This is not the Charlottesville I know.
Torch-toting white nationalists whose chants of “White lives matter” and “You will not replace us” pierced the night Friday as they marched down the marble steps of the Rotunda at the University of Virginia.
Some 12 hours later, armed militia groups stood ground in a city park in protest of the planned removal of a statue of Confederate Gen. Robert E. Lee, the trigger for a “Unite the Right” rally.
Soon, fists were flying and pepper spray permeated the air as fascists and counter-protesters brawled near the park. Trash and bottles became missiles; wooden poles from flags and banners jousting sticks.
And then the ultimate act of terror: A car accelerated down a narrow street in the city’s quaint district near the Downtown Mall, a street lined with peaceful protesters, and slammed into the crowd, leaving one dead and nearly 20 injured.
The hatred, the bigotry – the bloodshed. How could this be happening at the home of my beloved alma mater and in a progressive city that boasts a warm and inclusive environment?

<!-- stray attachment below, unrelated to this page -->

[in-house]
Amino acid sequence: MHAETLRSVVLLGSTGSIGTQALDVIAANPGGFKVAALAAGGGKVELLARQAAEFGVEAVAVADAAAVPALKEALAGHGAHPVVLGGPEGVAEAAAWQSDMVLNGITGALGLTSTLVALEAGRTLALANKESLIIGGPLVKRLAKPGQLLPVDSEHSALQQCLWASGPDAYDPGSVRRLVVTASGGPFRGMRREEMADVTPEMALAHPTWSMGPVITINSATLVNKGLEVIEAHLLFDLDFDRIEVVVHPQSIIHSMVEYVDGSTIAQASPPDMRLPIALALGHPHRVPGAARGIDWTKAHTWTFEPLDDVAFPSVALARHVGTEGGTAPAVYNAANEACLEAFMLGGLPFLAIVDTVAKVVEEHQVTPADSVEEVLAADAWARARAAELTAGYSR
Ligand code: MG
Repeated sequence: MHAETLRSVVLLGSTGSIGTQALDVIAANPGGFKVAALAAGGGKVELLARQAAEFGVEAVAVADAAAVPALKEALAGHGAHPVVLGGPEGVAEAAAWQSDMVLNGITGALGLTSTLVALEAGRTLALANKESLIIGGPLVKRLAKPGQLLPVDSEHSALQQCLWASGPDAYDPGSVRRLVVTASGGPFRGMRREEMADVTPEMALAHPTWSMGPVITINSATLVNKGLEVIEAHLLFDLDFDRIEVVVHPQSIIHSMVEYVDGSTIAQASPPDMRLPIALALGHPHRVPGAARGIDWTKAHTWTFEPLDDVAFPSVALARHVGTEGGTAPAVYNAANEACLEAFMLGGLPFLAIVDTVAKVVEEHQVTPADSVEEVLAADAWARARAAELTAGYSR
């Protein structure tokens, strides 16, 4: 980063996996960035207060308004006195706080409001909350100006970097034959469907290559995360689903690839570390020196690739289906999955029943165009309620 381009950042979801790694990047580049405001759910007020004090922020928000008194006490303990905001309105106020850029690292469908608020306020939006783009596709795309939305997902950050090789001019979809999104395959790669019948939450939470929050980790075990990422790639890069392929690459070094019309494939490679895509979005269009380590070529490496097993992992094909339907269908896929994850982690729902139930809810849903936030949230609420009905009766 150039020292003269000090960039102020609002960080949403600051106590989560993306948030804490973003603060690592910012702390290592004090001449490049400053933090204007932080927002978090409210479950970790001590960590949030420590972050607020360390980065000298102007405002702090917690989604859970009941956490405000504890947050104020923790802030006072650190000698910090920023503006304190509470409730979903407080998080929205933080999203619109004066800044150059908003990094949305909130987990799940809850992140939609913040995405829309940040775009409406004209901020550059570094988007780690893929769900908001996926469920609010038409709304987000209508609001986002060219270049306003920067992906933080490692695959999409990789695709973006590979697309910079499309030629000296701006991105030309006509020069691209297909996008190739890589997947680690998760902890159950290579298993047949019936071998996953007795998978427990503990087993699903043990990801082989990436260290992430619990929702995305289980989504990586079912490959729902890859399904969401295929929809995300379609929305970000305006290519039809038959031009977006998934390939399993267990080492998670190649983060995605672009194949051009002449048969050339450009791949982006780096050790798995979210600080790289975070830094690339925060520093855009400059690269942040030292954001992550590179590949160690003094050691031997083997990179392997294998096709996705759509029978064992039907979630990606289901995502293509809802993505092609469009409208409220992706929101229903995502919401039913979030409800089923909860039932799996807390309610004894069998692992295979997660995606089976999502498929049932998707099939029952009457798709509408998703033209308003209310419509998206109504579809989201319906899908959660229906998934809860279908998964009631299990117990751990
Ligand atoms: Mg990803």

Charlottesville, a once-sleepy central Virginia town, has proudly picked up accolades in recent years: one of the happiest and healthiest places by Business Insider, best college town by Travelers Today, the fifth-best place to live in 2017 by the Livability index. It is a city rich in ethnic diversity and steeped in history. It is a place with a vibrant cultural scene and nightlife, even being named one of the best small cities for foodies by Travelocity.
It is a green city nestled near the Blue Ridge mountains and is the gateway to Shenandoah National Park. It is home to Monticello, Thomas Jefferson’s mountaintop plantation.